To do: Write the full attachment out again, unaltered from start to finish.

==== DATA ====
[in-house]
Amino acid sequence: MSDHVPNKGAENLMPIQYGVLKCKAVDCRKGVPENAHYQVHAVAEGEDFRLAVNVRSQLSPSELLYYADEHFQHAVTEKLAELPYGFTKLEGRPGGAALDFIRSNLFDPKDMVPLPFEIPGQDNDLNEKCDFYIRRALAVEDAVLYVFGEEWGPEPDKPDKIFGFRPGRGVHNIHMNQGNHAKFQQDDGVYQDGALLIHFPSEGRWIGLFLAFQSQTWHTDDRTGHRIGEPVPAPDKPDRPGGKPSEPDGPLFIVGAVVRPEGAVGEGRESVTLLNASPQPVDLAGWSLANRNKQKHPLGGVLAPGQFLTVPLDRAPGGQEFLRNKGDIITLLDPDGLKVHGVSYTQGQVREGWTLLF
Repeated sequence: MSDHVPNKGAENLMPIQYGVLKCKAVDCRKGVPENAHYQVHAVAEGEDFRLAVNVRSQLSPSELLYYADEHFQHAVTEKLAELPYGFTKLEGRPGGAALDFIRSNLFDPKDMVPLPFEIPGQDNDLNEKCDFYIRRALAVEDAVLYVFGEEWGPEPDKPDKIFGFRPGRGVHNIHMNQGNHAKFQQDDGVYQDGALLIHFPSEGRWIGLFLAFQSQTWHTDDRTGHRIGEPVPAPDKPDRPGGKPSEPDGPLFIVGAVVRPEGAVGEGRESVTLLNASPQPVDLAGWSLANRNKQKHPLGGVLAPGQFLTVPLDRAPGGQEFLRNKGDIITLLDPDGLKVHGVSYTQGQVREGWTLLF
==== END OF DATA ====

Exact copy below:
[in-house]
Amino acid sequence: MSDHVPNKGAENLMPIQYGVLKCKAVDCRKGVPENAHYQVHAVAEGEDFRLAVNVRSQLSPSELLYYADEHFQHAVTEKLAELPYGFTKLEGRPGGAALDFIRSNLFDPKDMVPLPFEIPGQDNDLNEKCDFYIRRALAVEDAVLYVFGEEWGPEPDKPDKIFGFRPGRGVHNIHMNQGNHAKFQQDDGVYQDGALLIHFPSEGRWIGLFLAFQSQTWHTDDRTGHRIGEPVPAPDKPDRPGGKPSEPDGPLFIVGAVVRPEGAVGEGRESVTLLNASPQPVDLAGWSLANRNKQKHPLGGVLAPGQFLTVPLDRAPGGQEFLRNKGDIITLLDPDGLKVHGVSYTQGQVREGWTLLF
Repeated sequence: MSDHVPNKGAENLMPIQYGVLKCKAVDCRKGVPENAHYQVHAVAEGEDFRLAVNVRSQLSPSELLYYADEHFQHAVTEKLAELPYGFTKLEGRPGGAALDFIRSNLFDPKDMVPLPFEIPGQDNDLNEKCDFYIRRALAVEDAVLYVFGEEWGPEPDKPDKIFGFRPGRGVHNIHMNQGNHAKFQQDDGVYQDGALLIHFPSEGRWIGLFLAFQSQTWHTDDRTGHRIGEPVPAPDKPDRPGGKPSEPDGPLFIVGAVVRPEGAVGEGRESVTLLNASPQPVDLAGWSLANRNKQKHPLGGVLAPGQFLTVPLDRAPGGQEFLRNKGDIITLLDPDGLKVHGVSYTQGQVREGWTLLF